There is no doubt that God has given mankind the opportunity to make choices. We label this as free will. Many of the contemporary evangelical movements make a big deal of free will. In fact, some go so far as to say God has given you free will, and if you make right choices, you will prosper in this world, but if you make wrong choices (sin), you will do poorly. Unfortunately, so many traditions make such a great deal of this concept, it has become mainstream thinking. I call that unfortunate, because it misses some of the great nuances of the understanding of call and choice, and it completely misses the point of the Gospel.
Within the teachings of Christ, we can pretty fervently state that a choice to follow Christ is not a choice to better yourself in this world, but it is to prepare yourself for the next. Jesus spoke against the religious zealots who put the law before compassion. He spoke against those who lost sight of God in the midst of their practices of faith. His wrath was shown when he saw the temple working to profit itself over celebrating God.
When one comes to believe in Christ, they welcome a life that will undoubtedly be difficult. But before there is the choice, there is the call. Calls are always difficult. Whether it is the call to go on a mission or the call to raise a family, calls should never be entered into lightly, or for reward. That never works out well—just watch the movie Mommie Dearest. Our great examples of the reluctant prophets, who by speaking the word of God often risked their life and comfort, teach us that to take up a call, we have to make the choice to put ourselves within the hands of God, knowing that it will work out in the direction God has planned.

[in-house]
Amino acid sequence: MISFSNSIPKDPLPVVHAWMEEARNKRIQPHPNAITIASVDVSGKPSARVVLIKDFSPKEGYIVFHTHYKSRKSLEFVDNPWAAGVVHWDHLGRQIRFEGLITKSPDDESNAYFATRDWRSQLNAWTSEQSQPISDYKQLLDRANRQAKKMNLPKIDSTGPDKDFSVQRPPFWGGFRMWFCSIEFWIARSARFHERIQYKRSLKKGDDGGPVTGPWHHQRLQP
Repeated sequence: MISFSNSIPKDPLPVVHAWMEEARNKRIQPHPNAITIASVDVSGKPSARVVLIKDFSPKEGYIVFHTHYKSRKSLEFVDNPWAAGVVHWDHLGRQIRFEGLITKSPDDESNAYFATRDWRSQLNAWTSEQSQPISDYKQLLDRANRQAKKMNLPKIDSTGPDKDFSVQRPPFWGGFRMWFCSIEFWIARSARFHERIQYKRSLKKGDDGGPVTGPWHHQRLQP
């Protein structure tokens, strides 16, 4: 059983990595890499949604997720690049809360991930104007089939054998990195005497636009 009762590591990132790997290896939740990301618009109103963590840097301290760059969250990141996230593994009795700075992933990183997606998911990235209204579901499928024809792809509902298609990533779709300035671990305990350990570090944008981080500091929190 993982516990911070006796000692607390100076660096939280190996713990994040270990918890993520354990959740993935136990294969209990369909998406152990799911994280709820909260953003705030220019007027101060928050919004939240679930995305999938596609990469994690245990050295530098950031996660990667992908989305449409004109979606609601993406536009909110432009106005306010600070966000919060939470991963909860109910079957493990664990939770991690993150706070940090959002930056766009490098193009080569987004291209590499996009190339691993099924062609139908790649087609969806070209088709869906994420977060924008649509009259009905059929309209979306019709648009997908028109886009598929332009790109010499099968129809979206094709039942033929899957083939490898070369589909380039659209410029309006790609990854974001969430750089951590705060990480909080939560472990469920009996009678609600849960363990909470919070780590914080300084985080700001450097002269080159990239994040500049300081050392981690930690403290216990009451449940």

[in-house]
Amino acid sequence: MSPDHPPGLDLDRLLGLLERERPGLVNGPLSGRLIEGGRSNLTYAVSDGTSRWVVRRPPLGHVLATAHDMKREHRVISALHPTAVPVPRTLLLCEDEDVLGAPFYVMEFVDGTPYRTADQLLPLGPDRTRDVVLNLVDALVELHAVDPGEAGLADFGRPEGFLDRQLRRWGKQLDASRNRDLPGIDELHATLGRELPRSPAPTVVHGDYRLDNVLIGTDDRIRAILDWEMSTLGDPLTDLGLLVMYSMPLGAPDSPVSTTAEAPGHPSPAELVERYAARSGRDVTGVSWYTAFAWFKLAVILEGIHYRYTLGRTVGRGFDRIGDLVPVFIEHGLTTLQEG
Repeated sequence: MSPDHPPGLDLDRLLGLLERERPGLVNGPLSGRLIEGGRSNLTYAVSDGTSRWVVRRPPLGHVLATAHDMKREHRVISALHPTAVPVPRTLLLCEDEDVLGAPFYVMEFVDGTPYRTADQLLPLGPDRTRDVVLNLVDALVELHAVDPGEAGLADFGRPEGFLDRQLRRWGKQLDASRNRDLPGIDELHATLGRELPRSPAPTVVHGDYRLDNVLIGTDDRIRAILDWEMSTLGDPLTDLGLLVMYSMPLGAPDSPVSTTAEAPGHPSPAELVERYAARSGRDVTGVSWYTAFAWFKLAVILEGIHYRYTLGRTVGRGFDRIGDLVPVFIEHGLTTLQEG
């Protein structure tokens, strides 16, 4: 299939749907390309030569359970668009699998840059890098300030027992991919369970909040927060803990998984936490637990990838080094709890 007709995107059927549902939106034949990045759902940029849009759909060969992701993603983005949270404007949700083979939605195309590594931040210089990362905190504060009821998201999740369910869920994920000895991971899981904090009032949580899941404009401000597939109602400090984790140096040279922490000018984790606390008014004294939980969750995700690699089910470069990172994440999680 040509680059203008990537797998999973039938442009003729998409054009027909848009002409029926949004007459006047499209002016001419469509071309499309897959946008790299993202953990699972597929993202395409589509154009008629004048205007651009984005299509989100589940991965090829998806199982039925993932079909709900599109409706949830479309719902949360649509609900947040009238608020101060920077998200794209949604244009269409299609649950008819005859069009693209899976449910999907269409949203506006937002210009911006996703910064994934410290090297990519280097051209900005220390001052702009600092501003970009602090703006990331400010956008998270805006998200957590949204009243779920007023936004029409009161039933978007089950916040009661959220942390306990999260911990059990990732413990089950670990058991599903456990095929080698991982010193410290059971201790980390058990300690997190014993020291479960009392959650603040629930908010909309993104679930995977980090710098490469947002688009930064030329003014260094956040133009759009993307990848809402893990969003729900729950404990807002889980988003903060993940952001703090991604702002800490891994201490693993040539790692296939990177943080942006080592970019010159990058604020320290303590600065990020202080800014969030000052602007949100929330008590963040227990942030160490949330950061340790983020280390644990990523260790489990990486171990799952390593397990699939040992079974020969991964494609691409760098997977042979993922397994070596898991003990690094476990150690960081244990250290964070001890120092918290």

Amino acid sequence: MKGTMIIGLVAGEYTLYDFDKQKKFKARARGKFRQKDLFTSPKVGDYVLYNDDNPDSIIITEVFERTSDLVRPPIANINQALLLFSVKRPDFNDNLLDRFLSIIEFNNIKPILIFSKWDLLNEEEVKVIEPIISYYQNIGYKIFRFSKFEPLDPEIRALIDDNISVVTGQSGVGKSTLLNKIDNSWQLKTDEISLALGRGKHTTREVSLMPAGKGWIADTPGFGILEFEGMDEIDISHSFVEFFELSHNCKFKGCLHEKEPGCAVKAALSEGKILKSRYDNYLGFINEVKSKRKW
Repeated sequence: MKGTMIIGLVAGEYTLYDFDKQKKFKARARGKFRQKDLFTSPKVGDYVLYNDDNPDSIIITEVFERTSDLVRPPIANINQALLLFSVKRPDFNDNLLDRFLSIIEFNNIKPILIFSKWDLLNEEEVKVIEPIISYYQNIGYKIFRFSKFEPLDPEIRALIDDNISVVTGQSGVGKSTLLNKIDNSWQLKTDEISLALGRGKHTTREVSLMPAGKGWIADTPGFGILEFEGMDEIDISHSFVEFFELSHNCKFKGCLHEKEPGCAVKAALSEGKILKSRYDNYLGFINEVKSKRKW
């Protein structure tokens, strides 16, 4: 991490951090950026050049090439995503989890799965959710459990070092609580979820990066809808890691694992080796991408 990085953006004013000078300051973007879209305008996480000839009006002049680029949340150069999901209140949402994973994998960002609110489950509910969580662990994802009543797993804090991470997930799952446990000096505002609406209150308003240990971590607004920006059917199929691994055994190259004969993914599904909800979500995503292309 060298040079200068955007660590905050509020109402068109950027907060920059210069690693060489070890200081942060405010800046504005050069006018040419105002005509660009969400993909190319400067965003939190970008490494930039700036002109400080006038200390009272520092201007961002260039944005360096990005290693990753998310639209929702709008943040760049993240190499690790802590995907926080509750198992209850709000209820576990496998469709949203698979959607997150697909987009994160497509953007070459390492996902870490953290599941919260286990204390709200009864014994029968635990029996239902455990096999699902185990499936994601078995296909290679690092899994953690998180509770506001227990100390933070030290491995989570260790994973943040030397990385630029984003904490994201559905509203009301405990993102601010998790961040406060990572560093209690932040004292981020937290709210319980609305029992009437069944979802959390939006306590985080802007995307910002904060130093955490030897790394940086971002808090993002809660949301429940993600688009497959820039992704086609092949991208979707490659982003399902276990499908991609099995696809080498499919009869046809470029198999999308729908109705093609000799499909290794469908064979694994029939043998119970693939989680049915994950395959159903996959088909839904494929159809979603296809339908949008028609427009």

This is different from the understanding of election and predestination, since it is your choice whether or not to accept the path that has been laid out before you. When that choice is made, one must learn to trust and know that in the end, it will work out to the good. And if the wrong choice is made, we ask God for the grace to reopen the door to allow us to find the right choice again. I think of that when I think of my colleagues who joined the clergy later in life: they could mark all the times God had called them, but they turned the other direction.
At the end of choice and call comes thanksgiving. Ultimately, we realize that in the midst of our choices and our life, God is ever present, and though we may not receive the glory and reward in this life, we will certainly find it in the next. Thus, giving time to give thanks to God is very important, because to avoid it is to leave God out of the equation and lose sight of the role God is playing in your life. Though we have free will, that does not make our lives devoid of the presence of God. In fact, if we learn anything from Christ, keeping God central to our life changes our priorities, challenges us in our relationships, and leads us to see the love that God truly has for us.
Though it is once a year, don’t forget God while celebrating the Thanksgiving holiday. Rather, let yourself be transformed by the grace and love that God has given to you through the presence of the Holy Spirit in your life
Rev. Dr. Bryan James Franzen